When officers continued the search of Mr. Morales-Ortiz's residence, a narcotics detection K-9 unit dog alerted to the presence of narcotics in a black 2004 Acura TSX in Mr. Morales-Ortiz's garage. This prompted officers to seek and obtain a fourth warrant to search the 2004 Acura for controlled substances, and related items, including weapons. Pursuant to this fourth warrant, officers discovered a loaded Bryco .380 handgun during their search of the 2004 Acura.

LEGAL STANDARD

Mr. Morales-Ortiz moved to invalidate the four warrants that the officers executed in their search of his residence and two vehicles.

An applicant for a warrant must present to the issuing authority facts sufficient to enable that official to make a determination of probable cause. Whiteley v. Warden, Wyoming State Penitentiary, 401 U.S. 560, 564 (1971). This Court may not engage in a de novo review of the magistrate's determination that probable cause was presented. United States v. Whitner, 219 F.3d 289, 296 (3d Cir. 2000). Rather, the Court is constrained to approach the issuer's decision with "great deference" for purposes only to ensure that the issuing authority "had a substantial basis for concluding that probable cause existed." United States v. Conley, 4 F.3d 1200, 1205 (3d Cir. 1993). See also Illinois v. Gates, 462 U.S. 213, 236 (1983); Spinelli v. United States, 393 U.S. 410, 419 (1969); United States v. Kepner, 843 F.2d 755, 762 (3d Cir. 1988).

The Third Circuit Court of Appeals describes the "substantial basis" standard as requiring the reviewing court to "determine only whether the affidavit provides a sufficient basis for the decision the [issuing authority] actually made." United States v. Jones, 994 F.2d 1051, 1057 (3d Cir. 1993). When in doubt, then, the reviewing court should resolve the issue "largely" by acknowledging "the preference to be accorded to warrants." Gates, 462 U.S. 237 n.10 (citation omitted). Moreover, the Court is obliged to consider the "totality of the circumstances," including the affiant's training and experience, the information recounted and the practicality of the common sense decision made by the issuing authority as to whether there was a "fair probability that contraband or evidence or a crime [would] be found in a particular place." Id. DISCUSSION

A. The Warrant to Search Mr. Morales-Ortiz's Honda Civic

Probable cause can be established if "police investigation verified specific details of [an informant's] tip," as independent police corroboration provides a "substantial basis" for crediting an informant. United States v. Stearn, 597 F.3d 540, 555-56 (3d Cir. 2010) (citing Gates, 462 U.S. at 225, 244-45). Here, the Government urges the Court to follow Stearn.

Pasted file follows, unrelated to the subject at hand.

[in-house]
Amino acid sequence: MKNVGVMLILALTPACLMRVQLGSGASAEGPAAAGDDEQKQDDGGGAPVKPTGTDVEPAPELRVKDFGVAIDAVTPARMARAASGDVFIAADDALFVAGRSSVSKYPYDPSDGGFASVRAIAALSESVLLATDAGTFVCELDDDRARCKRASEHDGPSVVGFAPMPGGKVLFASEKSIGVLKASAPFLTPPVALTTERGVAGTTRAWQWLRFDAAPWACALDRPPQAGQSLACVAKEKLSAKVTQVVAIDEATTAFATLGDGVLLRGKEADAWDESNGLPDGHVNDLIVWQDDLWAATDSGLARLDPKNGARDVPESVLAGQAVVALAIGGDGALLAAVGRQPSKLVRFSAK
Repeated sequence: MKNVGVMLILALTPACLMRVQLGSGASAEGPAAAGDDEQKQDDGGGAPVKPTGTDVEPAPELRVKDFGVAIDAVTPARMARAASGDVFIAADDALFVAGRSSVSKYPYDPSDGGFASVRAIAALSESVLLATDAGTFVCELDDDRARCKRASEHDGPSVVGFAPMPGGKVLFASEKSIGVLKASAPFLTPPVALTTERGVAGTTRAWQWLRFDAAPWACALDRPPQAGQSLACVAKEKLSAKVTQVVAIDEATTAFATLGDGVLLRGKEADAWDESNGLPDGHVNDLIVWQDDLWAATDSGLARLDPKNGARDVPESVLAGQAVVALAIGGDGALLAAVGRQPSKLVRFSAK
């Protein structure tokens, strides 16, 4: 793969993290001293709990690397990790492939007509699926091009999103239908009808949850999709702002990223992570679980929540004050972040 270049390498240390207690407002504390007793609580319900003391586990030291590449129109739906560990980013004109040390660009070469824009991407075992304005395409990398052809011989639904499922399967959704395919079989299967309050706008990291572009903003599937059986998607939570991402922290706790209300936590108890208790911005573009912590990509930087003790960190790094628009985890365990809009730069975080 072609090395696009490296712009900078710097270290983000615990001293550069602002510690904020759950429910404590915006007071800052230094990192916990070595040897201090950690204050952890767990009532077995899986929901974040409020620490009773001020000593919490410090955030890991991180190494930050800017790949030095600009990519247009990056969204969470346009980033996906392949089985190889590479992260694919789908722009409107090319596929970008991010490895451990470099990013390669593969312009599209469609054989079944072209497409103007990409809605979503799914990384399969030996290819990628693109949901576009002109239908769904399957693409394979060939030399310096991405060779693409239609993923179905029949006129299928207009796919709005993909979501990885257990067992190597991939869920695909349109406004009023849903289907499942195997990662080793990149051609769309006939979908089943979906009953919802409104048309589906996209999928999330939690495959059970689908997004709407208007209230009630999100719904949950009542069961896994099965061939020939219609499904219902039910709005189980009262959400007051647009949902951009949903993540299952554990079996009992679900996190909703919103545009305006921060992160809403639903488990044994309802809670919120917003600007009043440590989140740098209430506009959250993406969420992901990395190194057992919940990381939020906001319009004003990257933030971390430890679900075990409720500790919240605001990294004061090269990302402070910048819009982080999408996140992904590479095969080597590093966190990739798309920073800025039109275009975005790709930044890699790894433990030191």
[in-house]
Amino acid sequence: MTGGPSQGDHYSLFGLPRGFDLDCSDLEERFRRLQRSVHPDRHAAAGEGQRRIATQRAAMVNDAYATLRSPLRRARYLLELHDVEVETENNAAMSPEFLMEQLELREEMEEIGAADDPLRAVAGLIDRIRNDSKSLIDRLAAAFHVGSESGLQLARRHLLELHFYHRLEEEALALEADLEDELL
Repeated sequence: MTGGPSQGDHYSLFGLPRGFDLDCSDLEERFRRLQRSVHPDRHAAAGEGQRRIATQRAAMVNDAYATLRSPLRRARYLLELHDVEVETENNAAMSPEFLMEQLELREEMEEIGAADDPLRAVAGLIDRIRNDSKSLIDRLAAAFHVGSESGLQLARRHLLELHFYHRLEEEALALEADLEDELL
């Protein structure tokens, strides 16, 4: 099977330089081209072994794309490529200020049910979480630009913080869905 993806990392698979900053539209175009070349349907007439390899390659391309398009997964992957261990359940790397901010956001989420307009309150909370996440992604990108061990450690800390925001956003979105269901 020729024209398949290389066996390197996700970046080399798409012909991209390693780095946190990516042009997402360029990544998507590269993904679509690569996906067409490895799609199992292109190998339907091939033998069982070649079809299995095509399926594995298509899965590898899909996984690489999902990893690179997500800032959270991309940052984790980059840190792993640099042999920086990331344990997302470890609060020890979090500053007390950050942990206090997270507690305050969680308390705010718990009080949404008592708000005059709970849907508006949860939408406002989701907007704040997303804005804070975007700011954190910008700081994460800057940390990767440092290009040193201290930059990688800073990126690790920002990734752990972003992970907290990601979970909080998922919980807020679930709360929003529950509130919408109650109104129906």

In Stearn, a confidential informant offered a tip to the Philadelphia Police Department that multiple individuals were engaged in drug distribution crimes. Id. at 545. Over the course of a week, officers independently corroborated the informant's tip before applying for and executing warrants to search the defendants' residences and businesses. Id. at 546-48. Evidence collected in these searches led to the indictment of the defendants for federal narcotics and weapons offenses. Id. at 548. The district court granted in part the defendant's motion to suppress the evidence, as the search warrants did not specifically confirm or specify the informant's reliability or credibility. Id. at 549. However, the Third Circuit Court of Appeals reversed the district court's decision to suppress the evidence. Citing Gates, the Court of Appeals held that the independent investigation by the police and the attendant corroboration of the informant's information supplied a "substantial basis" to establish probable cause. Id. at 556 (citing Gates, 462 U.S. at 245).

Here, the cooperating witness provided the Berks County Narcotics Task Force with information that "a Mexican male known . . . as Gustavo" would be distributing a large quantity of methamphetamine at 8:00 a.m. in a Fern Avenue parking lot. This witness offered a detailed physical description of Gustavo, and offered that he was driving a mid-1990s red Honda Civic with Pennsylvania registration, as well as a detailed description of his residential address. When Mr. Morales-Ortiz arrived in the Fern Avenue parking lot in his red 1993 Honda Civic with Pennsylvania registration at 7:59 a.m., police stopped his vehicle and independently corroborated the witness's physical description of the suspect "Gustavo" and could see for themselves that he was driving a vehicle as the witness had described. The officers also independently verified that the 1993 Honda was registered to Mr. Morales-Ortiz. Further, Mr. Morales-Ortiz's identification card listed a residence that matched the witness's account, and Mr. Morales-Ortiz himself confirmed that he lived at the address printed on the identification card. Thus, the police independently corroborated each of the individual details provided by the cooperating witness, which Investigator Lackner (himself an experienced narcotics law enforcement officer) recounted in the affidavit of probable cause. As in Stearn, the officers' independent investigation, observation, and corroboration of the witness's account provides a "substantial basis" for crediting the witness and establishing probable cause.*fn1 Stearn, 597 F.3d at 555-56 (citing Gates, 462 U.S. at 225, 244-45).